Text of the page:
By: Darcie DyerStaff Writer
September 27, 2012
If you think you’re the only one who is seeing an influx of stink bugs this fall, you’re not alone.
This portion of North Carolina is beginning to feel the effects of a new insect pest: the Brown Marmorated Stink Bug. The bug is an insect not previously seen on this continent and was apparently accidentally introduced into eastern Pennsylvania in 2001 from Asia.
Since 2001, the Brown Marmorated Stink Bugs have been slowly increasing their range outward from Pennsylvania and have made their large scale arrival in northwestern North Carolina.
“They are spreading from where they were introduced and can build up to a high population, and your area is getting just the beginning of some high population of Brown Marmorated Stink Bugs,” said Jack Bacheler, professor and extension department leader at N.C. State University. “If people think they’re seeing a lot this year, it will probably only increase over the next few years.”
Unlike the several stink bug species that are native to our area, which are kept mostly in check by natural predators and parasites, the Brown Marmorated Stink Bug has no natural enemies here. It also prefers to spend the winter indoors, where it causes no harm to people or houses but can be a serious nuisance, according to N.C. State University researchers.
With this knowledge, researchers are concerned about what effects they may have on crops in addition to just being a nuisance. The Brown Marmorated Stink Bug is known as a serious pest of fruit, vegetables and farm crops in the Mid-Atlantic region and it is probable that it will become a pest of these commodities in other areas in the United States.
Researchers at N.C. State University are concerned about the stink bug’s arrival because it could potentially have huge impacts on the state’s agricultural crops.
In states where the insect has become established, such as northern Virginia, eastern West Virginia, Maryland, Delaware, New Jersey, and south central Pennsylvania, some farmers in 2010 lost more than half of their crops. Apples, peaches, tomatoes, peppers, sweet corn, berries and soybeans are all vulnerable. “These are all important crops in western North Carolina, so the economic impact could be huge,” said Jim Walgenbach, a researcher at N.C. State University’s Mountain Horticultural Crops Research & Extension Center, in Mills River.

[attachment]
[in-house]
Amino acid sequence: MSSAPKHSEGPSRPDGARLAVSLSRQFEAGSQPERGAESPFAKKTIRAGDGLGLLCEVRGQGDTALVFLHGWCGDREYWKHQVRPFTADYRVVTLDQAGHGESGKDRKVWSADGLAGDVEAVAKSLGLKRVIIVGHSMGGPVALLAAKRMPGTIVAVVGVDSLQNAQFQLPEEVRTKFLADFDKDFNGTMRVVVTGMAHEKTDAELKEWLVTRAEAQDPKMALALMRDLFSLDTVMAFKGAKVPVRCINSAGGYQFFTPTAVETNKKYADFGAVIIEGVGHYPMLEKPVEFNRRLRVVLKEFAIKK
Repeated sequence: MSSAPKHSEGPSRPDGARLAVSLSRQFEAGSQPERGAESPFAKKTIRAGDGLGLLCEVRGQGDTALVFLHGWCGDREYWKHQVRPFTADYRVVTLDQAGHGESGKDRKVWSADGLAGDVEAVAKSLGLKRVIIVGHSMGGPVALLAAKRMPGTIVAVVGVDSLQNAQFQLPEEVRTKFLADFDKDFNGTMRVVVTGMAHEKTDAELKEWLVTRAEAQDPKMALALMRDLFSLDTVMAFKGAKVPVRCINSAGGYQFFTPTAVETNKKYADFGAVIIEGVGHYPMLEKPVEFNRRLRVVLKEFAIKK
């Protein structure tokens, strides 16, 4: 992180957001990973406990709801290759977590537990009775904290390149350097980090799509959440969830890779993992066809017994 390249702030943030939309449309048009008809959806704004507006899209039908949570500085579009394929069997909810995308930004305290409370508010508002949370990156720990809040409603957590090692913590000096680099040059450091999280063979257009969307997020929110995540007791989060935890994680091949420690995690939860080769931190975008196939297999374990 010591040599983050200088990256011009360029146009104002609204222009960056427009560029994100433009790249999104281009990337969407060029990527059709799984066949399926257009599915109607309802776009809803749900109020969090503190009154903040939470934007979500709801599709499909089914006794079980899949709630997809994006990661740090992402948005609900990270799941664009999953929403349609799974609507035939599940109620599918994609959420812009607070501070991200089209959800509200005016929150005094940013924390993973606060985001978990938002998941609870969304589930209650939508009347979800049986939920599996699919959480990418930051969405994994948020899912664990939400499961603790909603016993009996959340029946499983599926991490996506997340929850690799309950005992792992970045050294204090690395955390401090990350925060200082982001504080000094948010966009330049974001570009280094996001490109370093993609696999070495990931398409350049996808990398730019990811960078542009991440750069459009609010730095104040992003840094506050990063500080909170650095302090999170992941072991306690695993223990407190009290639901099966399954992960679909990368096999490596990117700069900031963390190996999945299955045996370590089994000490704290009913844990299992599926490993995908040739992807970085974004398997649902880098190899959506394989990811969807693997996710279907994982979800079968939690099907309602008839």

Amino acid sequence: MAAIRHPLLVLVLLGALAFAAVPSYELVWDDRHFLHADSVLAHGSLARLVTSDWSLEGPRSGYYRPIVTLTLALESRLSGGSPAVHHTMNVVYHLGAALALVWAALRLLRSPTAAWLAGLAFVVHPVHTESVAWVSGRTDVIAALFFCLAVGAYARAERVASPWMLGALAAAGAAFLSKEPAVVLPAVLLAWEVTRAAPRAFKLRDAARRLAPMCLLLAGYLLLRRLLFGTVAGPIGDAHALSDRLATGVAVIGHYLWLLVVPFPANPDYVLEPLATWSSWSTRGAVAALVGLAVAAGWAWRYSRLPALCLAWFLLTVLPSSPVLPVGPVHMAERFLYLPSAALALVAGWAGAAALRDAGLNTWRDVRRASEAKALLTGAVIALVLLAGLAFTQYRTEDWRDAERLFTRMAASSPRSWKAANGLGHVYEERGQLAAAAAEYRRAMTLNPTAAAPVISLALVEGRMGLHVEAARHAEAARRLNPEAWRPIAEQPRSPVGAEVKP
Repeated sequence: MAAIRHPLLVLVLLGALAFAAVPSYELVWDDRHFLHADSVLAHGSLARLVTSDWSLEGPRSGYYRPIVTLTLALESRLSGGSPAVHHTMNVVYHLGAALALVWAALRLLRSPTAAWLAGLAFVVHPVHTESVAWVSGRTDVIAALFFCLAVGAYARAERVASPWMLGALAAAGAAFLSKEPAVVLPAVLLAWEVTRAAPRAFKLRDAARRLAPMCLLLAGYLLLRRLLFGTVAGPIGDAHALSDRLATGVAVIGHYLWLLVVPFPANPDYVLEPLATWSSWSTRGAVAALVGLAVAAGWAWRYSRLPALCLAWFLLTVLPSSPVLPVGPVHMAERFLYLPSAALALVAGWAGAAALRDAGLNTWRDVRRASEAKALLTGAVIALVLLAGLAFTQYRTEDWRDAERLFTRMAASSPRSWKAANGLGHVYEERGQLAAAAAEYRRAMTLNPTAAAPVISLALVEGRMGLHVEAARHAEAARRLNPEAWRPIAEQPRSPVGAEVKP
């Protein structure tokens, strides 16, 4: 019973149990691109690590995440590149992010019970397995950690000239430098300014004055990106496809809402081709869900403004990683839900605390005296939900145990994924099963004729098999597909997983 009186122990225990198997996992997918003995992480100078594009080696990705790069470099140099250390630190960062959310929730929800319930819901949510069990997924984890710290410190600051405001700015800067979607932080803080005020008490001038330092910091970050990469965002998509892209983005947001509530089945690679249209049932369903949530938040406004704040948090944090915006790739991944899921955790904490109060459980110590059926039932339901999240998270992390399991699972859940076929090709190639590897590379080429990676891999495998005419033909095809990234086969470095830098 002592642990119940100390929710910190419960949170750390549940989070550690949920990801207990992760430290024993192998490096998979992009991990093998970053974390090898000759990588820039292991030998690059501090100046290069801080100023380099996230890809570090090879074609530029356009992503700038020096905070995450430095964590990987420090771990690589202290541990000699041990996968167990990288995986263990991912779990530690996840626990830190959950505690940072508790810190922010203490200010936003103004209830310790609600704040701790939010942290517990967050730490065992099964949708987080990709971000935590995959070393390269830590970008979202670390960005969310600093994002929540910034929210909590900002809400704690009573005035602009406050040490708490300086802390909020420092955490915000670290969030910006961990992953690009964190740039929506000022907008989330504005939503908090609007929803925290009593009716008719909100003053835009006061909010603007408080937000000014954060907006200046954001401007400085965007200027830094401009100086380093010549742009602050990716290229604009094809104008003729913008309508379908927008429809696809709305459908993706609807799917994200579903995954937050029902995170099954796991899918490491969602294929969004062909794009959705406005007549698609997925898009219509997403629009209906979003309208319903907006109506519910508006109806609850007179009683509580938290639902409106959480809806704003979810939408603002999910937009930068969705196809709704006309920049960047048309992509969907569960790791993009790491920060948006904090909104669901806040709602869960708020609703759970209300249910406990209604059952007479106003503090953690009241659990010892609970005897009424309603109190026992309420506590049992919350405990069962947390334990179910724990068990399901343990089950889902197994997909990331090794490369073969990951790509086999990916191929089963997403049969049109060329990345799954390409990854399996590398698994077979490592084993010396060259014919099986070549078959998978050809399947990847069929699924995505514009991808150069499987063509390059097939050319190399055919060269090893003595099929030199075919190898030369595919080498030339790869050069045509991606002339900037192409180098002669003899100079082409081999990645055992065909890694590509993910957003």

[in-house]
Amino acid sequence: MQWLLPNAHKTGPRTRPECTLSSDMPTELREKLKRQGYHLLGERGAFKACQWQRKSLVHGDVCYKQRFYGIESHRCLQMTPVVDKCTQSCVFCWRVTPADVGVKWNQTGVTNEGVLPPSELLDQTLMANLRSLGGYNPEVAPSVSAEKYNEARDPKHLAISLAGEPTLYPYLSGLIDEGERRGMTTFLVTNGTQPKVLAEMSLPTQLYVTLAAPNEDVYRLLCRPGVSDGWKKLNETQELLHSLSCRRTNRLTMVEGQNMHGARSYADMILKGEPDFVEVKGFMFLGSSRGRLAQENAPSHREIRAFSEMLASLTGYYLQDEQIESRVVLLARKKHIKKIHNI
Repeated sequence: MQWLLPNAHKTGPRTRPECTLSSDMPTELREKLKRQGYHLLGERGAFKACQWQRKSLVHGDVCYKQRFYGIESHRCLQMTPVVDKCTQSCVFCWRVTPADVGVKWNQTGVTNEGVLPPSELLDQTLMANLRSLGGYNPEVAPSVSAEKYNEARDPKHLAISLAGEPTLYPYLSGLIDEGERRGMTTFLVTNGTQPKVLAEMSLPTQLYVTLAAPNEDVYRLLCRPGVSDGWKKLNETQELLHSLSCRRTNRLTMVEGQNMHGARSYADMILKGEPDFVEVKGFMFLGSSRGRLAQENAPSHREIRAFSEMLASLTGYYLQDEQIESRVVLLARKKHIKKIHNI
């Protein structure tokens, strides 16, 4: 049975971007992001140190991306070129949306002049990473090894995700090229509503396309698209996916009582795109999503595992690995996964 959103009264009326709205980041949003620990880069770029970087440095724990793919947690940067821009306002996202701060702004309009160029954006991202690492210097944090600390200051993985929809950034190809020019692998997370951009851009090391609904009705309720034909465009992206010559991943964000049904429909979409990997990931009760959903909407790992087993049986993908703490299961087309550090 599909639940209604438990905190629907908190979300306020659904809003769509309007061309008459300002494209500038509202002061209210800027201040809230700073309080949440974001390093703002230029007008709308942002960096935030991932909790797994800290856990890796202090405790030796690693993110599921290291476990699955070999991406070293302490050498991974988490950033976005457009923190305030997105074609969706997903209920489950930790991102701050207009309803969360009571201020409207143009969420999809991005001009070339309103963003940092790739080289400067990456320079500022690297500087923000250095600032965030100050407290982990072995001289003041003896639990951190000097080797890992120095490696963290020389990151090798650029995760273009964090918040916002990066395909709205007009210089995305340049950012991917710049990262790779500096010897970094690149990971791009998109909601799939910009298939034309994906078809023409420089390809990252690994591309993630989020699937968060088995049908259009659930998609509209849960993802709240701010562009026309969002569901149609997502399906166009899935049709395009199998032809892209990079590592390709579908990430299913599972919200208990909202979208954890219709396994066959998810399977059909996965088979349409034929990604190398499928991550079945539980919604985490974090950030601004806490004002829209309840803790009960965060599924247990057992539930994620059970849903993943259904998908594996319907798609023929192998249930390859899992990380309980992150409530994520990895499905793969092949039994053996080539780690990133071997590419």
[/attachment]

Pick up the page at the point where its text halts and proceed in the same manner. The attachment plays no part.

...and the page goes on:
Even though the bug is considered an agricultural pest, if it comes inside the home, which they like to do, it becomes a home pest too.
Joanna Radford of the Surry County Extension Center said they have received numerous calls this fall from Surry County homeowners who are curious about the number of stink bugs they are seeing.
“The problem is there’s not a lot you can do,” Radford said. “We don’t recommend any spray in the home. It’s safe but not all that effective because you can’t spray your whole house. We recommend vacuuming them up and making sure to empty the bag as soon as possible to avoid an odor.”
Radford said they are normally gone by October, but that will not be the case this year.
“The biggest concern is for vegetable and fruit growers, but obviously it’s unfortunate for home owners too,” said Bacheler.
Reach Darcie Dyer at 835-1513 or email@example.com.